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Choosing the Right Tool for Designing Guide RNAs

The first step of CRISPR/Cas9 gene editing is designing a single guide RNA (sgRNA) to target your gene of interest. Because sgRNAs are solely responsible for recruiting Cas9 to specific genomic loci, optimal sgRNA design is critical for successful gene-editing experiments. There are many web-based tools available for sgRNA design, each of which has different features and advantages. The information provided here will help you choose the best tool for your specific research objective.

Several web-based tools available

Web-based sgRNA design tools typically require that users input a DNA sequence, genomic location or gene name for each gene of interest, and indicate a species. An algorithm specific to each tool outputs a list of candidate guide sequences with corresponding predicted off-target sites for each input (Wu et al., 2014). Most tools aim to provide guide sequences that minimize the likelihood of off-target effects, but the methods they employ vary. For example, the CRISPR Design Tool (Hsu et al., 2013) uses empirical data from previous mutagenic studies. Alternatively, CasFinder (Aach et al., 2014) and E-CRISP (Heigwer et al., 2014) incorporate specific user-defined penalties based on the number and position of mismatches relative to the guide sequence in order to rank the potential for off-target effects.

Tools for specific applications

Some sgRNA design tools have been developed for specific applications. CRISPR-ERA (Liu et al., 2015) is the only currently available tool that designs sgRNAs specifically for gene repression or activation, while FlyCRISPR (Gratz et al., 2013) focuses on applications in fly, beetle, and worm species, including the popular model organisms Drosophila melanogaster and Caenorhabditis elegans. Presently, the design tool featured on the Benchling website is the only one that can generate candidate sgRNAs that are compatible with alternative nucleases such as Staphylococcus aureus Cas9 (Ran et al., 2015) and Cpf1 (Zetsche et al., 2015). Given the uniqueness of each tool, we recommend that you use multiple approaches during the sgRNA design process and choose guide sequences that are consistently predicted to perform well.

A selection of freely available tools

The table below provides a list of web-based tools for sgRNA design. For simplicity, we have only included those that are free and don’t require a subscription. For each tool, we have indicated whether there is a convenient graphical user interface or if the user has to download a script. If you would prefer to design sgRNAs manually, please visit Designing Guide RNAs to learn more.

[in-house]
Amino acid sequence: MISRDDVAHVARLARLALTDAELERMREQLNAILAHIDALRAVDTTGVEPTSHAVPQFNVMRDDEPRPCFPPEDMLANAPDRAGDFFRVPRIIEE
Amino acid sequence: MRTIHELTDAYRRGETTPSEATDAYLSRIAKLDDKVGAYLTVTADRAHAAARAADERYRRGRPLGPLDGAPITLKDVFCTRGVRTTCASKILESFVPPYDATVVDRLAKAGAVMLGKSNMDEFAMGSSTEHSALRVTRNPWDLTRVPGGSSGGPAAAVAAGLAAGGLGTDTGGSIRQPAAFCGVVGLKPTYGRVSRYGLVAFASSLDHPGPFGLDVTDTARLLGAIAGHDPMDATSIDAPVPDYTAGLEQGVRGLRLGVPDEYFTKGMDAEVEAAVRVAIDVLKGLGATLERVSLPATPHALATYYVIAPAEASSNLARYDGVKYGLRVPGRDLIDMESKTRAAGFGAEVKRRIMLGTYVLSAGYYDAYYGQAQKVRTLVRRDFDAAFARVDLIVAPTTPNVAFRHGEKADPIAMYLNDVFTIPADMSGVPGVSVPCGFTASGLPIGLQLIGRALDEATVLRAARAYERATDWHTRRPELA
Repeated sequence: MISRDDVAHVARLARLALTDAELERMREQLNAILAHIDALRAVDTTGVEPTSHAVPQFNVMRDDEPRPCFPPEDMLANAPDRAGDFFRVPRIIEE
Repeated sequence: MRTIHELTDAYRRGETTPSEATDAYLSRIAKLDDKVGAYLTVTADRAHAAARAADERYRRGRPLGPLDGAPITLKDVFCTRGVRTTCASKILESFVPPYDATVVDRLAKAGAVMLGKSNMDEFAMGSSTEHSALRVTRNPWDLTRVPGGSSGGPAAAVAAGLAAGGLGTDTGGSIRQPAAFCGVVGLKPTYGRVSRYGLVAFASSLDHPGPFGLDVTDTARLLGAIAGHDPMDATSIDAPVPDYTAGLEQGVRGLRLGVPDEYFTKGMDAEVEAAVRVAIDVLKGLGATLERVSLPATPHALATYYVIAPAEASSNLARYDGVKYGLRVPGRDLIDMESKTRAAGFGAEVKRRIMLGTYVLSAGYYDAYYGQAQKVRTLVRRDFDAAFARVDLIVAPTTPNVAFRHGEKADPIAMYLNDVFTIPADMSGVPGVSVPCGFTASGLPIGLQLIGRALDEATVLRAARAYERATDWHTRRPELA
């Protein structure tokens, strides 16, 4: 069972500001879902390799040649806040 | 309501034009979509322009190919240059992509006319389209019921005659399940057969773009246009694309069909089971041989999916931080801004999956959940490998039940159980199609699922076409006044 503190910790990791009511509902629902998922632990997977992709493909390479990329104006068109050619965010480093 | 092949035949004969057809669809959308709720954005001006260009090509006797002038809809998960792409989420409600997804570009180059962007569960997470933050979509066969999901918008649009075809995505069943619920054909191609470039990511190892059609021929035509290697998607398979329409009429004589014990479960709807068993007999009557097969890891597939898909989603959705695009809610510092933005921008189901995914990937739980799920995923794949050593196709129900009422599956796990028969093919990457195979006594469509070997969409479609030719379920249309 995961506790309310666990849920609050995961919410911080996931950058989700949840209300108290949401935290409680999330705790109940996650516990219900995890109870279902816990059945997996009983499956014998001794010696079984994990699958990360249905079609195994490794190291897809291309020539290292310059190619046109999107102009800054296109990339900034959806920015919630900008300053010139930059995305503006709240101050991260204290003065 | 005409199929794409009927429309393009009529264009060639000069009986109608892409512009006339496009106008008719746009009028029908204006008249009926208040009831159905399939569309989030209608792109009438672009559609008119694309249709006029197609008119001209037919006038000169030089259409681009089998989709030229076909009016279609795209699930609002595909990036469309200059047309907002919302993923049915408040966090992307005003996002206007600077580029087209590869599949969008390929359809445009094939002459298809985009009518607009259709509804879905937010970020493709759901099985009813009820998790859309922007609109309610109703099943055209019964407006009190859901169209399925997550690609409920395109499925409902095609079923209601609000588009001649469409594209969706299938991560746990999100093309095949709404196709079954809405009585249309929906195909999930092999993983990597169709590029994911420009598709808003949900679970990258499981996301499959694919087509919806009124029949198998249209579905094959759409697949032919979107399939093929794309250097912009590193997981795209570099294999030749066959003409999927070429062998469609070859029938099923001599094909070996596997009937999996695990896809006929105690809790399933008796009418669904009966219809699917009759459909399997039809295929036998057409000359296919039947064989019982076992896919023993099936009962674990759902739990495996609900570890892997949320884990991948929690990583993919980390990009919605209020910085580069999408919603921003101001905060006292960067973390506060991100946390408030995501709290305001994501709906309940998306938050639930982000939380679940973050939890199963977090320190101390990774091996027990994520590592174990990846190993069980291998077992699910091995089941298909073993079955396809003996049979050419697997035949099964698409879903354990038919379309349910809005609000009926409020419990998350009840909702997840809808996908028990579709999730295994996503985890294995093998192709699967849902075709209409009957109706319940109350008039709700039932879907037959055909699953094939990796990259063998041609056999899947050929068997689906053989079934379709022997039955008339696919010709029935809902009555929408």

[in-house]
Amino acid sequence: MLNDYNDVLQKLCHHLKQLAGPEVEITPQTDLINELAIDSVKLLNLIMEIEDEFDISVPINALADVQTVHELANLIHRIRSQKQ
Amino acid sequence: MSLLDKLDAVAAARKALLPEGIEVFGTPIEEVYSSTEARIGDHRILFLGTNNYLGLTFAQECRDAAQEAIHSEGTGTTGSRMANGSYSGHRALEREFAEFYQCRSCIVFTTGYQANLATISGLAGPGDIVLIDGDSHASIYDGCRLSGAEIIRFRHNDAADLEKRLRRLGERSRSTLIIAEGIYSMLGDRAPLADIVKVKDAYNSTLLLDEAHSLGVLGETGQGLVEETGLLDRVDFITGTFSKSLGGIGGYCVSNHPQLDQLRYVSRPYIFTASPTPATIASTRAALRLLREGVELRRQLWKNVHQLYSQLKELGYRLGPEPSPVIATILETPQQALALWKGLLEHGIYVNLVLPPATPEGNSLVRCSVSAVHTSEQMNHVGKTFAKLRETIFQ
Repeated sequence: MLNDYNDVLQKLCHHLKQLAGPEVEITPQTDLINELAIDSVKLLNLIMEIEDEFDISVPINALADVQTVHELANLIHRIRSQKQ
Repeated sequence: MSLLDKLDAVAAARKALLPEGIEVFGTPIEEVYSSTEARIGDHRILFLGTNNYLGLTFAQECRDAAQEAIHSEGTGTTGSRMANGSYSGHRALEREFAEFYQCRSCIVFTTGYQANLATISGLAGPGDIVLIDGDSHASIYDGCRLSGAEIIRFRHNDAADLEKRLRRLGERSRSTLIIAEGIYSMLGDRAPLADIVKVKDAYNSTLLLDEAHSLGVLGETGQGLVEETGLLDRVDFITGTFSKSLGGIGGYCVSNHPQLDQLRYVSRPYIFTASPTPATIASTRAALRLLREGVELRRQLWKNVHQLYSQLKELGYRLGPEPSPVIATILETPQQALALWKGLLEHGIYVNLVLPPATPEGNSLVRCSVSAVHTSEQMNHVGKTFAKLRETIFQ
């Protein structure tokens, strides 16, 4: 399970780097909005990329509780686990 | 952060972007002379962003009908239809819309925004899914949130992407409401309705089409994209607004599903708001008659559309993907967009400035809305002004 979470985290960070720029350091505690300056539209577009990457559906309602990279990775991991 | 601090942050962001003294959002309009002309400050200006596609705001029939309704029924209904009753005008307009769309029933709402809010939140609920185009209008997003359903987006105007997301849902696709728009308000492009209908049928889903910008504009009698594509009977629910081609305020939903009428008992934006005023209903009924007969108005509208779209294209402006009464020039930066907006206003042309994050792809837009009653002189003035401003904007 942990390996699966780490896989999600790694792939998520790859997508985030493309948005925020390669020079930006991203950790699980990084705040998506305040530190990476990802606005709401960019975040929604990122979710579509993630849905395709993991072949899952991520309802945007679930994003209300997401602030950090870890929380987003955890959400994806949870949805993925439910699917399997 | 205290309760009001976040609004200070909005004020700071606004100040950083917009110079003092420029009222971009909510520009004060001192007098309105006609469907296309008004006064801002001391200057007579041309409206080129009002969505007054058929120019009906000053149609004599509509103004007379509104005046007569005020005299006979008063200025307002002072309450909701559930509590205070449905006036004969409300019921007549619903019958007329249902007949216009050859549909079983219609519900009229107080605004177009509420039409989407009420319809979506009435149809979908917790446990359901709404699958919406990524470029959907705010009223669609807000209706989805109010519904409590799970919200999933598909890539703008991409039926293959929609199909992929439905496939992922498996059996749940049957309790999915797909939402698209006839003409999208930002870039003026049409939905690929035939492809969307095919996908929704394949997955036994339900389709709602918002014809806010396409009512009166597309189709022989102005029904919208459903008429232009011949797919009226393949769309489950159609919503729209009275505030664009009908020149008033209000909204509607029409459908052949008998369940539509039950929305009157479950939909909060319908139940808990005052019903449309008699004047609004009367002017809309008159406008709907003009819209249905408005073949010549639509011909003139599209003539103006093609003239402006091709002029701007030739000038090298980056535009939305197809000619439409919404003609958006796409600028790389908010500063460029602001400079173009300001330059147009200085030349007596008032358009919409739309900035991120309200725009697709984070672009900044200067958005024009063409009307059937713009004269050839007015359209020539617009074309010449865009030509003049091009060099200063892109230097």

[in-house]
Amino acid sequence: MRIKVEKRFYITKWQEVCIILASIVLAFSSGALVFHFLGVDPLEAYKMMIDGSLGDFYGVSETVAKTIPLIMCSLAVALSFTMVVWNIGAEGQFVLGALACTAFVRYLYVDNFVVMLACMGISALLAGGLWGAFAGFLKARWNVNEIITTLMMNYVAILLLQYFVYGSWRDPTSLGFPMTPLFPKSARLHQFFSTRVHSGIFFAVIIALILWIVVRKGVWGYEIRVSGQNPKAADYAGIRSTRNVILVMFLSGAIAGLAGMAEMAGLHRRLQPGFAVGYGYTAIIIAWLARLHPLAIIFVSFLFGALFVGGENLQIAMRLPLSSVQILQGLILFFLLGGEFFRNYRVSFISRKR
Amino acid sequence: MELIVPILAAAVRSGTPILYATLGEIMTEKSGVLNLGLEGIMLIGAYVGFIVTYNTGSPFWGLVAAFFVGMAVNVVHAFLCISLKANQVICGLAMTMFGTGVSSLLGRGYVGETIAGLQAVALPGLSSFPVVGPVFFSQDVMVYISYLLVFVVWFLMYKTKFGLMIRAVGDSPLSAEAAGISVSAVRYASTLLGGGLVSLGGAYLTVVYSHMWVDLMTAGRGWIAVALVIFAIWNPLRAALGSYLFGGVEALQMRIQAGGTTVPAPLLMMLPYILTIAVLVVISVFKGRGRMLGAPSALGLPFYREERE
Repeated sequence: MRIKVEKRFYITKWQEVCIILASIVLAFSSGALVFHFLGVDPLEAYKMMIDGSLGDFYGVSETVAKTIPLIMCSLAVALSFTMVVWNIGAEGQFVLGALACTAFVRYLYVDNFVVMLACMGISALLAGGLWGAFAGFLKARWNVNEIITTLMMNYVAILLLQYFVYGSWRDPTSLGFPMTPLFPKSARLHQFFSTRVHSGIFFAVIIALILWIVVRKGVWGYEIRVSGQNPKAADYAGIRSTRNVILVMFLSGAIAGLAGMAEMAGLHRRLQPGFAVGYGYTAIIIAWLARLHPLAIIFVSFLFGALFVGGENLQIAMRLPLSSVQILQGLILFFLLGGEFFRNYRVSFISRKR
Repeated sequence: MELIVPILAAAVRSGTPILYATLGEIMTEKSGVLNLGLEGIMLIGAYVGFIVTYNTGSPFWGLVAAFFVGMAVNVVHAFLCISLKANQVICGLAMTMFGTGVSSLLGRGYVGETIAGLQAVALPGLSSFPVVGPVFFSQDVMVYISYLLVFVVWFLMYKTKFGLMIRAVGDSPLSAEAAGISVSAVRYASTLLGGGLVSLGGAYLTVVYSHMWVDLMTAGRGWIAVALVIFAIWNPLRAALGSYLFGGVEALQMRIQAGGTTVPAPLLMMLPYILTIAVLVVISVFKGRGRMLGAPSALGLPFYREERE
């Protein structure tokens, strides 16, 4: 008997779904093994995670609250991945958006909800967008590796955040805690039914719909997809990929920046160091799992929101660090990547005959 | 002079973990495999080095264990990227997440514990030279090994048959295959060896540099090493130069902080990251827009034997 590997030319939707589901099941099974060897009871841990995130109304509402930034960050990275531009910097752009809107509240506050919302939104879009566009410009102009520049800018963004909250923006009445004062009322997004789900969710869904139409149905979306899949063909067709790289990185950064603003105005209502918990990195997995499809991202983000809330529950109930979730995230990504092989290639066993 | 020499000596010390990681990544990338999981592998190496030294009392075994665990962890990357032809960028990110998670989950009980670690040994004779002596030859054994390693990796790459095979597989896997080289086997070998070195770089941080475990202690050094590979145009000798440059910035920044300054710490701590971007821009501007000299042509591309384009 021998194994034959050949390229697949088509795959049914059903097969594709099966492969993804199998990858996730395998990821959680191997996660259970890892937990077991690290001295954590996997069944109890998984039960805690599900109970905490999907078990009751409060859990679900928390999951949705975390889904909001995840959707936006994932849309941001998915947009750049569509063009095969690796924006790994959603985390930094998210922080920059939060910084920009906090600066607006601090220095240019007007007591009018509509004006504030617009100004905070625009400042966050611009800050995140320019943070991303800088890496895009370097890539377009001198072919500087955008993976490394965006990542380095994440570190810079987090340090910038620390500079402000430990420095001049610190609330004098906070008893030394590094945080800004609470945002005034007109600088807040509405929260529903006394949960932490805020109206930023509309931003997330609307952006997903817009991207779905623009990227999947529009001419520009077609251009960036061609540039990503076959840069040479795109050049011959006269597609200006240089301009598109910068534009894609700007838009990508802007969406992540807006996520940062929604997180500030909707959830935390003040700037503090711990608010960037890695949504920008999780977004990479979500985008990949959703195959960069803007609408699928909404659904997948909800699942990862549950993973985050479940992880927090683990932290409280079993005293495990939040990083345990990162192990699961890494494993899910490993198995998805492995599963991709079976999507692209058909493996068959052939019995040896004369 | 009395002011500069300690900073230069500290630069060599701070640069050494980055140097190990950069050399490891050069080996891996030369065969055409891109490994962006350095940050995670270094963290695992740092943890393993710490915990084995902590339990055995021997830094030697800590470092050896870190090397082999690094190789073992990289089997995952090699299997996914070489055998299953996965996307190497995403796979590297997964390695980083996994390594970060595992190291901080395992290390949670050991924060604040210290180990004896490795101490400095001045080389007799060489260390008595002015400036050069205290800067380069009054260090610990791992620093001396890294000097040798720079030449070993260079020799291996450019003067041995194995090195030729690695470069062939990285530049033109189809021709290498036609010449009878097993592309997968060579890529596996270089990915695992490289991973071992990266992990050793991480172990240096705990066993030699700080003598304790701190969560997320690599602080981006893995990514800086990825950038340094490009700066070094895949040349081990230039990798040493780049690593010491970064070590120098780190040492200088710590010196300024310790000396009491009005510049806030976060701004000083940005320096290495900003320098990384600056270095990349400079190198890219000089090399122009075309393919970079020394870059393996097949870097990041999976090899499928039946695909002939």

Noteworthy Features of Web-Based sgRNA Design Tools
Name Graphical user interface Available species Input Output Ranked list
CRISPR Design Tool

Citation >

Yes 15 DNA sequence Candidate guide sequences and off-target loci Yes
CHOPCHOP

Citation >

Yes 23 DNA sequence, gene name, genomic location Candidate guide sequences and off-target loci No
CasFinder

Citation >

No (Perl script) User input DNA sequence Candidate guide sequences and off-target loci Yes
Cas-OFFFinder

Citation >

Yes 11 Guide sequence Off-target loci for guide sequences No
FlyCRISPR

Citation >

Yes 18 DNA sequence Candidate guide sequences and off-target loci No
E-CRISP

Citation >

Yes 31 DNA sequence or gene name Candidate guide sequences and off-target loci Yes
Guide RNA Sequence Design
Platform

Citation >

Yes 10 DNA sequence Candidate guide sequences and off-target loci No
CasOT

Citation >

No (Perl script) User input Guide sequence Off-target loci and additional guide sequences No
CRISPR-ERA

Citation >

Yes 9 DNA sequence, gene name, or TSS location Candidate guide sequences and distances to TSS Yes
Benchling Yes 5 DNA sequence or gene name Candidate guide sequences and off-target loci Yes

References

  1. Aach, et al. (2014) Flexible algorithm for identifying specific Cas9 targets in genomes. BioRxiv, Cold Spring Harbor Labs. doi: http://dx.doi.org/10.1101/005074.
  2. Bae, et al. (2014) Cas-OFFinder: a fast and versatile algorithm that searches for potential off-target sites of Cas9 RNA-guided endonucleases. Bioinformatics. 30(10):1473–1475.
  3. Gratz, et al. (2014) Highly specific and efficient CRISPR/Cas9-catalyzed homology-directed repair in Drosophila. Genetics. 196(4):961–971.
  4. Heigwer, et al. (2014) E-CRISP: fast CRISPR target site identification. Nat Methods. 11(2):122–123.
  5. Hsu, et al. (2013) DNA targeting specificity of RNA-guided Cas9 nucleases. Nat Biotechnol. 31(9):827–832.
  6. Ma, et al. (2013) A guide RNA sequence design platform for the CRISPR/Cas9 system for model organism genomes. Biomed Res Int. doi:http://doi.org/10.1155/2013/270805.
  7. Montague, et al. (2014) CHOPCHOP: a CRISPR/Cas9 and TALEN web tool for genome editing. Nucleic Acids Res. 42(W1):W401–W407.
  8. Liu, et al. (2015) CRISPR-ERA: a comprehensive design tool for CRISPR-mediated gene editing, repression and activation. Bioinformatics. 31(22):3676–3678.
  9. Ran, et al. (2015) In vivo genome editing using Staphylococcus aureus Cas9. Nature. 520(7546):186–191.
  10. Wu, et al. (2014) Target specificity of the CRISPR-Cas9 system. Quant Biol. 2(2):59–70.
  11. Xiao, et al. (2014) CasOT: a genome-wide Cas9/gRNA off-target searching tool. Bioinformatics. 30(8):1180–1182.
  12. Zetsche, et al. (2015) Cpf1 is a single RNA-guided endonuclease of a Class 2 CRISPR-Cas System. Cell. 163(3):759–771.

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